The Market's Measure
market's measure

Alternative Treats for Halloween and Beyond

A good trade since summer, what’s ahead for oil?

I don’t do retail. By that I mean I don’t like shopping in stores for clothes, furnishings, whatever. I’m especially chary of visiting these emporiums after Labor Day for fear of “holiday creep.” Am I a curmudgeon or does it seem too soon to put up Christmas goods in September?

Well, I may guilty of the very practice I abhor. Back in early August, I wrote of crude oil as a portfolio diversifier in “Oil’s A Buy Again.” I was looking for a $61-$62 price objective for West Texas Intermediate, a light grade favored for gasoline production. Back then, oil was wobbling around the $49 level. As of Halloween, WTI was trading above $54—about halfway towards its projected price. Granted, I didn’t lay down a time frame for oil to hit its objective, but I’ll venture to say that its upward momentum is likely to carry through the holiday season.

So, forget about buying those Chia Pets stocking stuffers. You may want to consider purchasing oil exchange traded fund shares instead. Here’s how they’ve stacked up since they appeared in the August column:

Oil’s been a good trade so far, as evidenced by the outperformance of the futures-tracking USO and USL portfolios, but oil refiners—proxied by the VanEck Vectors Oil Refiners ETF (NYSE Arca: CRAK)—has done even better. We highlighted the CRAK portfolio just before trick-or-treaters hit the streets in “A Cracking Good Time In The Oil Business.” In that article, we pointed to the “crack spread” as a potential driver of the ETF’s price through the winter.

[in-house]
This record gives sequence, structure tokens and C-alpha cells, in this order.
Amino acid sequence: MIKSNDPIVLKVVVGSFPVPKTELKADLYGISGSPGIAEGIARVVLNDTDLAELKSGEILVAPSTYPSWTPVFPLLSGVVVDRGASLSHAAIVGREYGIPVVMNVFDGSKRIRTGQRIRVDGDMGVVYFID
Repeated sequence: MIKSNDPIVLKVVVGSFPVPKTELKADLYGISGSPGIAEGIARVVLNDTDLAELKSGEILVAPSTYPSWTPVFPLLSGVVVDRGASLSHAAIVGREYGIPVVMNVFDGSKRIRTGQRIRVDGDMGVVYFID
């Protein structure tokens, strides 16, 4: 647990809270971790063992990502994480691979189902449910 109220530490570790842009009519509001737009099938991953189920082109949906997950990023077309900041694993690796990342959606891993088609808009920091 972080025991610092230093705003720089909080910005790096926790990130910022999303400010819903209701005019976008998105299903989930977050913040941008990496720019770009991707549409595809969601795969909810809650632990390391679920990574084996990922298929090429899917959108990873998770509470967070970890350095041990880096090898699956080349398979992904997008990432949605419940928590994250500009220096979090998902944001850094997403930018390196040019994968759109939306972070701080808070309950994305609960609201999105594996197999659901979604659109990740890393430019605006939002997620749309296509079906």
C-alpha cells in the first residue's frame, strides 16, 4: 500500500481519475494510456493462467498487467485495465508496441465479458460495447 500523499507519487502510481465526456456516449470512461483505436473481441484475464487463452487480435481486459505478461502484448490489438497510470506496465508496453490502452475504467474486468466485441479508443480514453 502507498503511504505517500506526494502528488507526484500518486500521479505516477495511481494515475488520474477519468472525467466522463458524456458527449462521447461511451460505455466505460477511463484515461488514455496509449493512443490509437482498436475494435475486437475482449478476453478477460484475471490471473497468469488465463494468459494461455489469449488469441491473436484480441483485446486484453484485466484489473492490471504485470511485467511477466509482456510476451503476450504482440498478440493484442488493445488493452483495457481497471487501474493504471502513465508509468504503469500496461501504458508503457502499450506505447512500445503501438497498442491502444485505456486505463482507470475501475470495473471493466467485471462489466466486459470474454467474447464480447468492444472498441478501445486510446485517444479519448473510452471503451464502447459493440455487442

Buying the crack spread—selling crude oil futures while buying both gasoline and fuel oil futures—is a favorite seasonal moneymaker for commodity traders. Since October 24, the spread’s gained about three percent with another four months to go.

So how can crack spreaders hope to make money if they’re selling crude oil short? Because they’re also buying, in ratio, gasoline and fuel oil. If the distillates remain stronger than crude, the spread’s a winner. Last season, for example, WTI actually rose by 10 percent while gasoline’s price spiked 18 percent. Together with the appreciation in the fuel oil contract, the spread improved by better than 20 percent.

And for oil ETF holders? The intermediate price objective for the United States 12-Month Oil ETF (NYSE Arca: USL) is about $20—nearly a 15 percent gain from its early August level. Cautious traders may likely take their seed capital off the table if, and when, that objective is reached, leaving only the market’s money at risk through the winter season. ‘Tis the season!

Brad Zigler is WealthManagement.com’s Alternative Investments Editor. Previously, he was the head of Marketing, Research and Education for the Pacific Exchange’s (now NYSE Arca) option market and the iShares complex of exchange traded funds.

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